Ph.D. Arizona State University, 2009
Our group has research interests in chemistry to build nanoscale materials that are fundamentally interesting and address societal challenges. Research themes include the transduction of solar energy, the synthesis of new materials to catalyze a range of chemical transformations of industrial importance, the design and preparation of novel hard-to-soft matter interfaces, and development of a general improvement in our understanding of molecular structure and function relationships. The materials and chemical assemblies developed in our laboratory resemble components of natural biological systems that carry out similar chemical processes. Thus, nature often provides inspiration and design considerations for the constructs we build and the chemistries we develop. Conversely, the artificial constructs offer opportunities to better understand the detailed mechanisms of their biological counterparts.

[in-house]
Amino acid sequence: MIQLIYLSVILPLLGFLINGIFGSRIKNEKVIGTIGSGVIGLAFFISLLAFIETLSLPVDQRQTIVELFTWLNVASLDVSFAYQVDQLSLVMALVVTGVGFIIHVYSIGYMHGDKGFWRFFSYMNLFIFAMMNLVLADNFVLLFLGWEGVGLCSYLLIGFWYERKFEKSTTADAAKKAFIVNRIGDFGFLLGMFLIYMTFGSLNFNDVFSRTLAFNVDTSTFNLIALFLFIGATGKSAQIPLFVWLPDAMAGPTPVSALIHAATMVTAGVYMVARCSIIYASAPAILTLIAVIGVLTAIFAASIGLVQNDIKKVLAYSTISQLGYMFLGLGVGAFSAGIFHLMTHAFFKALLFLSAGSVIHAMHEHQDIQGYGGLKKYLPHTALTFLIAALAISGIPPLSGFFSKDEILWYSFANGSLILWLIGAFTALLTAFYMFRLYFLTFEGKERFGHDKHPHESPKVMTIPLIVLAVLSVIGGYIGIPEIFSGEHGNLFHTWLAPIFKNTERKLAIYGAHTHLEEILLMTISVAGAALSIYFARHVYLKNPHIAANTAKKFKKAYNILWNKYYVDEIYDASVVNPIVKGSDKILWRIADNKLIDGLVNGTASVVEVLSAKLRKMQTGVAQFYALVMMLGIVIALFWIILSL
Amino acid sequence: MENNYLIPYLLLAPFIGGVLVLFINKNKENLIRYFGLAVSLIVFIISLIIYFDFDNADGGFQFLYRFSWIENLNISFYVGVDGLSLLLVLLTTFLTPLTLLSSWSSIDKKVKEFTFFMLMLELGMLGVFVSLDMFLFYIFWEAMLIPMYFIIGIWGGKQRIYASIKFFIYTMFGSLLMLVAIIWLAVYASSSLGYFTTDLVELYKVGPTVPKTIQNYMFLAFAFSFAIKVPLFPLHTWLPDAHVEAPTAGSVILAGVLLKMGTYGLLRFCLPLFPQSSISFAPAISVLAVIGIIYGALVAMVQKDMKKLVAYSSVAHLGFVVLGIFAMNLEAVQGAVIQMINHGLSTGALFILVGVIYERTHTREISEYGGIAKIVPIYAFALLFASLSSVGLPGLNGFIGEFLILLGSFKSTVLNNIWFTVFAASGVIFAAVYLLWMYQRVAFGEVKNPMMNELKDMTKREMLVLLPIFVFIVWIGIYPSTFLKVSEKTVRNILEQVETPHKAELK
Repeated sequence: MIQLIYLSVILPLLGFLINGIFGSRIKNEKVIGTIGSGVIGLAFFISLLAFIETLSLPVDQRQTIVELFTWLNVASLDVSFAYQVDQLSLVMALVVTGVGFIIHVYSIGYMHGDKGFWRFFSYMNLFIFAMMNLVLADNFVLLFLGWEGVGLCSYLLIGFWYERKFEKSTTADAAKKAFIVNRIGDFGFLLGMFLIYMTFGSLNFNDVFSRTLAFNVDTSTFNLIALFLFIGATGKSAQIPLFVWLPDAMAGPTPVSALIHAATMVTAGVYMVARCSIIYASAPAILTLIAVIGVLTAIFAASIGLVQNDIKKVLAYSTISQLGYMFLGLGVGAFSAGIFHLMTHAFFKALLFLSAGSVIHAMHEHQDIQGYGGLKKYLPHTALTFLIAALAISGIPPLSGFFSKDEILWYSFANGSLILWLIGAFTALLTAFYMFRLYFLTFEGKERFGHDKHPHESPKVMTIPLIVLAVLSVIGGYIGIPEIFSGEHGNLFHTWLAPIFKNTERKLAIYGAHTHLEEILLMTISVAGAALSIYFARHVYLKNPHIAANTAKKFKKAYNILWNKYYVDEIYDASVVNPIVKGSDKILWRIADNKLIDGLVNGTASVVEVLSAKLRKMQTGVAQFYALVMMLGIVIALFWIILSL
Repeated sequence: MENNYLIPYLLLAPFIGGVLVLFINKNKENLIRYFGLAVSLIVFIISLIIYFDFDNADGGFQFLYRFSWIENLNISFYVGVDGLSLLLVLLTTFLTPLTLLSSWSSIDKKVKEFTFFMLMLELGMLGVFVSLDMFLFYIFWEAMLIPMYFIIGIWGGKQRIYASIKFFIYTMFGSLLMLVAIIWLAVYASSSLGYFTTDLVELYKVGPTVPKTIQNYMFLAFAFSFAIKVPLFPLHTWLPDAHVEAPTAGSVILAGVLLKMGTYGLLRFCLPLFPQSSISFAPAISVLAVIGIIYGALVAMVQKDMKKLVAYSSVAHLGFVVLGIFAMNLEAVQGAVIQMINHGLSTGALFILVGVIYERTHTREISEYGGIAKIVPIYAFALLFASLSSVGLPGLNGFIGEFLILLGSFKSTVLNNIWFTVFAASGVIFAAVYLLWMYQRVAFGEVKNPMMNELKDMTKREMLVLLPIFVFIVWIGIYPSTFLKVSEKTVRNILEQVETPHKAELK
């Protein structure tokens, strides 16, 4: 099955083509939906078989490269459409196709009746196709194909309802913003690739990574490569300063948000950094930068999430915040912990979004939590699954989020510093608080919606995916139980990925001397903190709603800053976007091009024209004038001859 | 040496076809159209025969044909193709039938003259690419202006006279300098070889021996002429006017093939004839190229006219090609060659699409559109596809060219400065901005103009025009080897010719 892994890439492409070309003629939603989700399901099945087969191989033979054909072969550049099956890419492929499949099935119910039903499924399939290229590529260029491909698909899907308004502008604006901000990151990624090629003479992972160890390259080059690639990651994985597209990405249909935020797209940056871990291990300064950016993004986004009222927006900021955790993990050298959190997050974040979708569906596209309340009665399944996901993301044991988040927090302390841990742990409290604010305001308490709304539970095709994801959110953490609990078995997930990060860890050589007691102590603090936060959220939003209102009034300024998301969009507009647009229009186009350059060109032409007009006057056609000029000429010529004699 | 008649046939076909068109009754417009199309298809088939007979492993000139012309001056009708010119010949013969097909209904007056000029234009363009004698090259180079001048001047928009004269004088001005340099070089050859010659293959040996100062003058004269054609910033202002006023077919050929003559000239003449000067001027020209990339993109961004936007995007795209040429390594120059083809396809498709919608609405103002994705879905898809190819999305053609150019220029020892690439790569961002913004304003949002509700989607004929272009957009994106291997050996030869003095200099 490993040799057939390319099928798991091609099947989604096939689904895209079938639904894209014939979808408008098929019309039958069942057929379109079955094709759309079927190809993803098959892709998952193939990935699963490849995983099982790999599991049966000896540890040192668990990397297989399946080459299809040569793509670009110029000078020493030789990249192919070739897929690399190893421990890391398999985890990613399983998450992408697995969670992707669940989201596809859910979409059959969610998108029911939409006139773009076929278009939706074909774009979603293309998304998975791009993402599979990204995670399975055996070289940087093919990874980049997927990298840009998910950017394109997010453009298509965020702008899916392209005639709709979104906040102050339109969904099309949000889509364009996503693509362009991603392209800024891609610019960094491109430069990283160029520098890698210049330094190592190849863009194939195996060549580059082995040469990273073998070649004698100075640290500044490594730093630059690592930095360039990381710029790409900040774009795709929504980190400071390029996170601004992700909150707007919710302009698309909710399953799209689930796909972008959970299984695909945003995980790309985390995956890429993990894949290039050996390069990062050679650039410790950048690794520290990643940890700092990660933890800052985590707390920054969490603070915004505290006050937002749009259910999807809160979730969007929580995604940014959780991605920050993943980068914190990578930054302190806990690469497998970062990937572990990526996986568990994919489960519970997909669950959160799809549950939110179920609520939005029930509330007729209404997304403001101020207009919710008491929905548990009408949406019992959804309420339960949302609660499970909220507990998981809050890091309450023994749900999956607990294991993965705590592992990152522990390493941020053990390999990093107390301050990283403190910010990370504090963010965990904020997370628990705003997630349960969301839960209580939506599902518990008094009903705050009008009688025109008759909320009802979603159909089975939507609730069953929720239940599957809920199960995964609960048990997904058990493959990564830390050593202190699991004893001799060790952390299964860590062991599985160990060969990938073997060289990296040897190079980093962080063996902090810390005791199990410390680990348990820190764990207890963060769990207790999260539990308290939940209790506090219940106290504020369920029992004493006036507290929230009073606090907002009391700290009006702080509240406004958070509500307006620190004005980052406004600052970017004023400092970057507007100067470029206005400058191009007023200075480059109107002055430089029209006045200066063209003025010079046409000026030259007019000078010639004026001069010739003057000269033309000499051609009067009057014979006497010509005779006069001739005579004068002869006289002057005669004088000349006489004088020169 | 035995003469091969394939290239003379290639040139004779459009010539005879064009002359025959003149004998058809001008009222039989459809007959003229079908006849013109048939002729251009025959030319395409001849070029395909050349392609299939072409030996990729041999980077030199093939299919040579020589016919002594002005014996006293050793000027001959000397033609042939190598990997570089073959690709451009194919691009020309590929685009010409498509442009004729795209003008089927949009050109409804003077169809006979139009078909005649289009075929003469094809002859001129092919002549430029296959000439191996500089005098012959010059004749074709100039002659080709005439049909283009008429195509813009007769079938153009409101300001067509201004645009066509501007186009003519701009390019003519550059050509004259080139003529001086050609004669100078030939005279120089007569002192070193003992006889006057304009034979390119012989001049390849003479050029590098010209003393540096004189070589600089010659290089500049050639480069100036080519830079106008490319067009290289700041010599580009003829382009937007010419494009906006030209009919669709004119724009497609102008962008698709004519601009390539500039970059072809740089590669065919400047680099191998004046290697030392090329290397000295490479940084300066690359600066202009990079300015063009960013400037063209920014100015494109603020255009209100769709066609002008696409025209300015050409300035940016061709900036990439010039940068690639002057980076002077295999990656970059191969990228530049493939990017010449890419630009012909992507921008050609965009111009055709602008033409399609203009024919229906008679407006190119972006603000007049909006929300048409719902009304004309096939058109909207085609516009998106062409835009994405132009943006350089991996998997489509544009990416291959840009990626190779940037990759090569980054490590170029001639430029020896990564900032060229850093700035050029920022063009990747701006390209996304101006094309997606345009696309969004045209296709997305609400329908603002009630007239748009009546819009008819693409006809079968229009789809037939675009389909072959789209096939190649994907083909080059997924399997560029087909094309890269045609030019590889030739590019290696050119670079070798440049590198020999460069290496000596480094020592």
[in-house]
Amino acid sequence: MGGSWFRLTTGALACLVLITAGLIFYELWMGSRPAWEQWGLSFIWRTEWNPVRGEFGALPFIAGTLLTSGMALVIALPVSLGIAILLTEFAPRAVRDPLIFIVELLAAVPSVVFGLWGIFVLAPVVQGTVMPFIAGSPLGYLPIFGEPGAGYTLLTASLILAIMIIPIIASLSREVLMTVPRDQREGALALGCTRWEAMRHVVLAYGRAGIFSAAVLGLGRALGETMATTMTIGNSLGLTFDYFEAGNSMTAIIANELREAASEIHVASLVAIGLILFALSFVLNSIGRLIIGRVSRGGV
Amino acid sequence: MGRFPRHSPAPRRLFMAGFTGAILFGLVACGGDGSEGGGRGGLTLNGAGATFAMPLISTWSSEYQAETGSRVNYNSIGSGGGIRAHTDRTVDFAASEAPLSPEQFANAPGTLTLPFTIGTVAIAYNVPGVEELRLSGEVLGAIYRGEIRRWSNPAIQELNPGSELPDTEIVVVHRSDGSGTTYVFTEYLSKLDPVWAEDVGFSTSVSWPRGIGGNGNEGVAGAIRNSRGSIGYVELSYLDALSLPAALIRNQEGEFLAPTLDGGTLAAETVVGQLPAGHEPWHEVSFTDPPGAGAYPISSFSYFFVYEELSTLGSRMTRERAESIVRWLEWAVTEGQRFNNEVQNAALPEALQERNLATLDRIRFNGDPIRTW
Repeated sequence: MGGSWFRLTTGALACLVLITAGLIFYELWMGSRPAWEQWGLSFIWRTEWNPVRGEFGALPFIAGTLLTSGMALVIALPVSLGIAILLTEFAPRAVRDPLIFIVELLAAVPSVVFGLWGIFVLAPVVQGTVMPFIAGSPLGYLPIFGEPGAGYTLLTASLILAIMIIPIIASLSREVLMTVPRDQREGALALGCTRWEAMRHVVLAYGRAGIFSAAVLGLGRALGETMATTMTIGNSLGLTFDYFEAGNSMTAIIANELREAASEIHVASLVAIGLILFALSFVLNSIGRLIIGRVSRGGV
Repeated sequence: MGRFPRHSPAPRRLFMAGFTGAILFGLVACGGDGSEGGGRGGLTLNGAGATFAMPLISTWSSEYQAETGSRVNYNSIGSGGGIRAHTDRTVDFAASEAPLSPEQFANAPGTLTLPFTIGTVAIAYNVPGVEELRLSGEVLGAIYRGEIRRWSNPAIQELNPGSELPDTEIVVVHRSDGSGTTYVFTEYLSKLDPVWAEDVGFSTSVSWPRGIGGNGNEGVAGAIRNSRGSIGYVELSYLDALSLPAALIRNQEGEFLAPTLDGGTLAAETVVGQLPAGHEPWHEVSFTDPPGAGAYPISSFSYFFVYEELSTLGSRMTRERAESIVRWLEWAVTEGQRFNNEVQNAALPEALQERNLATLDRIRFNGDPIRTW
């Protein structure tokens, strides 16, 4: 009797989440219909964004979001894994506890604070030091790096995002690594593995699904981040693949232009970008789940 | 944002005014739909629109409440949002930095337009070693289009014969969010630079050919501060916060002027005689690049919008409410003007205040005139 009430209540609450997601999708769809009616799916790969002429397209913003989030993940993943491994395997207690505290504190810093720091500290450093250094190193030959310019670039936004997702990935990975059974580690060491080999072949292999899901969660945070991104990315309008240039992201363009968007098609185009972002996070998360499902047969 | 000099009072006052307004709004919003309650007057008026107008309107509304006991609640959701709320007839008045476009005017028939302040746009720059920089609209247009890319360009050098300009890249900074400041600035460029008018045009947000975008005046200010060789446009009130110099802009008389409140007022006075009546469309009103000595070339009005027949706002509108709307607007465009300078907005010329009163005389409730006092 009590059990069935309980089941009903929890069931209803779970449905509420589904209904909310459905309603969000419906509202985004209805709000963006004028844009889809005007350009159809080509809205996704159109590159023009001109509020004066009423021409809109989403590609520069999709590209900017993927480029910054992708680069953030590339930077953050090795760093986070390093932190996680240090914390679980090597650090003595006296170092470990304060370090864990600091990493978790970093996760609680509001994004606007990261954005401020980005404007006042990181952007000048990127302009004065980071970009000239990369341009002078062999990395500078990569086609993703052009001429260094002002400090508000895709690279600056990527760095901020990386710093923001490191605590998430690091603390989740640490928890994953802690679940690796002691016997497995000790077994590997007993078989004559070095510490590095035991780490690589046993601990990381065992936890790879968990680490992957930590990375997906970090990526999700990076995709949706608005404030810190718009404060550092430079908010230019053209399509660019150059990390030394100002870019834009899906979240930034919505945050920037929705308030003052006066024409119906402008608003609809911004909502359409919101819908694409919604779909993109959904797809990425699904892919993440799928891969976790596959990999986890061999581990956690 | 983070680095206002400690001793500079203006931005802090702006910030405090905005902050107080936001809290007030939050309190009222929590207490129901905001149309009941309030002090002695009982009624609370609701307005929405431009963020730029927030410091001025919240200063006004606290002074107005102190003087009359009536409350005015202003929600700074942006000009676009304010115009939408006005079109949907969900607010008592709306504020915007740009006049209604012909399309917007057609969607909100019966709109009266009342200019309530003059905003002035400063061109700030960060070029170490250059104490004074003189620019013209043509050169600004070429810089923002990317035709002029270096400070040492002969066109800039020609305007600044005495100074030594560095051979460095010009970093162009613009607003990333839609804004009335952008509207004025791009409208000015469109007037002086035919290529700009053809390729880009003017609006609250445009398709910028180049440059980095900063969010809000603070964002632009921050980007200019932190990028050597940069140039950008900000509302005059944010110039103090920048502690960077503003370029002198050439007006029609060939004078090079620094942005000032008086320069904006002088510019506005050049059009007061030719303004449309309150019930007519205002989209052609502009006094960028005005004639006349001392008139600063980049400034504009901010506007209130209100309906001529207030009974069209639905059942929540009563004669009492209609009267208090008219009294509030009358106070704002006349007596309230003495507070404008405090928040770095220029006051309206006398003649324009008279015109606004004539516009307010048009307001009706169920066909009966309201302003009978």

Gary F. Moore is an Associate Professor in the School of Molecular Sciences at Arizona State University, a researcher in the Biodesign Institute Center for Applied Structural Discovery, a Julie Ann Wrigley Global Institute for Sustainability Scholar, and Guest Faculty at Berkeley Lab. His group has research interests in the chemistry of building nanoscale materials that are fundamentally interesting and address societal challenges. Moore is a Department of Energy Early Career Research Awardee, a National Science Foundation CAREER Awardee, and a Camille Dreyfus Teacher-Scholar Awardee.
He received his Ph.D. from ASU under Ana L. Moore in 2009 then spent two years as a Camille and Henry Dreyfus Energy Fellow at Yale University working with Gary W. Brudvig and Robert H. Crabtree before starting an independent research career at Berkeley Lab. Professor Moore currently teaches a graduate-level course at ASU on photochemical energy conversion and leads the research efforts of the G. F. Moore Research Group. He enjoys coffee, the art of synthetic chemistry, and staying up late at Gordon Conferences.